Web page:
The first hint that Marcus Thomas’ Flight of the Mind: A Painter’s Journey Through Paralysis is unusual among self-published books comes from the pricing: The 12-by-12-inch linen-bound collection of Thomas’ paintings is available in three editions, which range from $95 to $450.
Thomas’ story, which accompanies the paintings in a narrative written by Leslee N. Johnson, is also out of the ordinary and renders the artwork even more compelling. Thomas has been a quadriplegic since he was injured in a skiing accident at age 26, and he creates his paintings, many of them invoking themes of flight, with a paintbrush he holds in his mouth.
“Monday to Friday, I’m always painting,” says Thomas, who has made his living as an artist for more than 25 years. With his wife, Annie Gahagan-Thomas, he travels across the country to sell his paintings at art shows. Several years ago, he decided it was time to bring the highlights of his career together in a single volume.
The result is Flight of the Mind, an elegant arrangement of paintings and words that captures one artist’s life in both images and narrative. Kirkus Reviews calls Thomas’ collection an “inspiring story on display alongside his inspired art” and notes that Flight of the Mind “will be right at home on many suburban coffee tables.”
Flight of the Mind is available through Amazon and on the artist’s own website, but Thomas has made the bulk of his sales by making one-on-one connections with his customers. “The best method for selling is direct selling,” he says, a lesson he draws from his years attending art shows. Over the years, he has built a substantial mailing list and used it to let fans and past customers know when his work became available as a book.
The personal experience of selling directly to people he meets is Thomas’ favorite part of self-publishing his work. “The people that have enjoyed our story and enjoyed the book—it’s a wonderful feeling,” he says. “Most shows, I’ll autograph, personalize, get to know the people who are buying the book.” His website features comments from more than a dozen readers who have written to Thomas about how his work has affected them.
One customer he got to know while selling his work at an art fair in his North Carolina hometown was actress Andie MacDowell, who wrote about meeting Thomas in Guideposts. MacDowell wrote that a painting of a hummingbird caught her attention: “Maybe that’s what captivated me about that painting, the idea that things weren’t the way they were supposed to be, yet the unexpectedness of it all was what made it beautiful,” she wrote. She stopped to talk to Annie Gahagan-Thomas and shared the couple’s story with the magazine.
Thomas gives his wife much of the credit for the book’s success. “It’s not possible without the help of my wife,” he says, and he uses the word “we” as much as “I” when he talks about his art and about the book. Gahagan-Thomas helps her husband manage daily life as a quadriplegic—before Thomas spoke about his work in a phone interview, Gahagan-Thomas had to set up his Bluetooth earpiece—and is also crucial to Thomas’ commercial success. “My wife has an incredible marketing mind,” Thomas says, and together, they make a career in the art world.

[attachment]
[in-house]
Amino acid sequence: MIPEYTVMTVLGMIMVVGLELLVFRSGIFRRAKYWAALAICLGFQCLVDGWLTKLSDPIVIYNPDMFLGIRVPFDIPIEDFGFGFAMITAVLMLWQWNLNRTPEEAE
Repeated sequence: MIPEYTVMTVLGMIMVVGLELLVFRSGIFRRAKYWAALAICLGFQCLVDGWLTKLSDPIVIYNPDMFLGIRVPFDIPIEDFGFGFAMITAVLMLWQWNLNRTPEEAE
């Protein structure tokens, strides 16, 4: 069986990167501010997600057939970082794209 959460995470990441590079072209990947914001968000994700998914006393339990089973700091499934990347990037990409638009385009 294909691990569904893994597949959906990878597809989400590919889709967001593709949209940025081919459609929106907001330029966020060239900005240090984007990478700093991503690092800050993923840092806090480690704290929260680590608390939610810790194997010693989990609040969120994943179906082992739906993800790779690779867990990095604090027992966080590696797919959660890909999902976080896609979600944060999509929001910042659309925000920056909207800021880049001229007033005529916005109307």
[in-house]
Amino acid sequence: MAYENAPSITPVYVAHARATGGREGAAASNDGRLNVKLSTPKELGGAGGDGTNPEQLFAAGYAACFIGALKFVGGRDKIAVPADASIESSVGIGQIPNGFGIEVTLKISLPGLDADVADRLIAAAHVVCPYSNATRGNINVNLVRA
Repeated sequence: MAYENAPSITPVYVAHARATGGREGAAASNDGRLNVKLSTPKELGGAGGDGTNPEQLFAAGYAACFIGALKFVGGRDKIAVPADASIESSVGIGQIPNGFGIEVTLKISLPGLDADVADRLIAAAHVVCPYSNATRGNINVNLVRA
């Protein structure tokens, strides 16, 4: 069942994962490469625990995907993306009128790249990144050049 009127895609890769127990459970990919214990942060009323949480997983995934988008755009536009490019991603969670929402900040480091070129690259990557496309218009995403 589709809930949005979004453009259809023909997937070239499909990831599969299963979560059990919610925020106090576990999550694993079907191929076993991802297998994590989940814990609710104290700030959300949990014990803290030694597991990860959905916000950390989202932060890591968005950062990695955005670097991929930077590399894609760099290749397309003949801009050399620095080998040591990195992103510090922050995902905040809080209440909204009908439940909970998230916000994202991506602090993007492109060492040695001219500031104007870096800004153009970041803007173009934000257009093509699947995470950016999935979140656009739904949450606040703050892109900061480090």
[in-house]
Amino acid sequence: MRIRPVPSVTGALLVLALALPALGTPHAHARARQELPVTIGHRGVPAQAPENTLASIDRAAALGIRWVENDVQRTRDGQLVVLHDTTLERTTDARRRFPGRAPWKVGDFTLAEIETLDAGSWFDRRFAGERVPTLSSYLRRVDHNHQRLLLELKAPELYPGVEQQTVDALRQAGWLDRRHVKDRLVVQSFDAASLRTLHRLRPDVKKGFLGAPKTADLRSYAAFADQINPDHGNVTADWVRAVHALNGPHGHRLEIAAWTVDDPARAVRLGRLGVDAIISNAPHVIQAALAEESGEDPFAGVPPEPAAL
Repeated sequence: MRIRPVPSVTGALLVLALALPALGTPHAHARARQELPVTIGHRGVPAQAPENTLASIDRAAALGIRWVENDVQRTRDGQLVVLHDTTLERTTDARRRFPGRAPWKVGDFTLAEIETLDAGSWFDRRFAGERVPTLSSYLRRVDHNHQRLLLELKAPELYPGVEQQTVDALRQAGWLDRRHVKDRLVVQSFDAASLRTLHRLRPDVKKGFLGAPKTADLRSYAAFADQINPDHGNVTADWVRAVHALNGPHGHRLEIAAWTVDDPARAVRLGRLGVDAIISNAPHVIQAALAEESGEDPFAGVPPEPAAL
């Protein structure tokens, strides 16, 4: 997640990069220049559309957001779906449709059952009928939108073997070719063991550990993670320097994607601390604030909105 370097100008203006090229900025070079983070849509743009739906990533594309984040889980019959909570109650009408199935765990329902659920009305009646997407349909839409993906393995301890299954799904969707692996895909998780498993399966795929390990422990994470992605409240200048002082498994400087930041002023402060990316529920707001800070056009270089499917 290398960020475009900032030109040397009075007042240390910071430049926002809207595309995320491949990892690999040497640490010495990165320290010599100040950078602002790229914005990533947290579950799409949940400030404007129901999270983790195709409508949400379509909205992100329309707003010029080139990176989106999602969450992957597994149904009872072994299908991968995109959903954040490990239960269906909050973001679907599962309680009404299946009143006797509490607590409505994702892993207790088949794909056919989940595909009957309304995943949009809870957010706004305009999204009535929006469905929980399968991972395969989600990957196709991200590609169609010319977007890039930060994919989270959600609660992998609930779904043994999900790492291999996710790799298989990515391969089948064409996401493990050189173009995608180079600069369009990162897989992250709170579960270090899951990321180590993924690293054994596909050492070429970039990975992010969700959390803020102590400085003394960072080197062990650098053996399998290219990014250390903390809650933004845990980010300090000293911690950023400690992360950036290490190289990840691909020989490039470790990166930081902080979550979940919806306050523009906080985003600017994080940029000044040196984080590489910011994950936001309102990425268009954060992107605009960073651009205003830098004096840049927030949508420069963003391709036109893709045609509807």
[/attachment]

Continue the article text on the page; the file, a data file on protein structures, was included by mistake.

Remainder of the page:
The pair spent nearly two years getting Flight of the Mind ready for publication. “We decided it was time to put it together,” Thomas says. “We wanted to do it one time and do it right.” In addition to preparing the images, that meant hiring writer Johnson to write the accompanying text.
In the end, the pieces came together the way Thomas wanted. “The flow of the pages, the text—it’s a lot of luck,” he says, but he is pleased with the finished product. “It’s quite humbling” but also “very rewarding” to see a quarter-century of his work bound together. The response from readers and reviewers makes it clear that Thomas is not the only one who finds Flight of the Mind a rewarding experience.
Thomas sees publishing his art in book form as a way to reach a wider audience than he does through the sale of individual paintings, and he is open to the possibility of bringing out a second volume. “We’d like to follow up this book,” he says. “Maybe in another five years, depending on how this book sells.”
Flight of the Mind took several years from conception to production, and Thomas has one key piece of advice for other artists who may want to publish their own work: Keep records. “A lot of artists just sell their work,” he says, without tracking the information that they will need to produce a retrospective or publish a collection. “There’s not a lot of documenting,” and then “they reach that point in their careers where they wish they had something to refer back to.” Thanks to the detailed archive of his own work that Thomas and Gahagan-Thomas have maintained, they were able to bring together the images he needed to produce the collection. He hopes other artists will do the same and also “store that body of work somewhere where it’s accessible,” he says. “Without some kind of history, it’s not possible.”
For now, Thomas continues to sell his book in person, traveling regularly to art shows, and through his website, though he is also looking into the possibility of working with bookstores. He continues to paint every day. He likes his symbolic paintings, he says, but does not claim a favorite from among his collection—at least, not yet. “I always say that my favorite is the one I haven’t done.”
Sarah Rettger is a writer and bookseller in Massachusetts.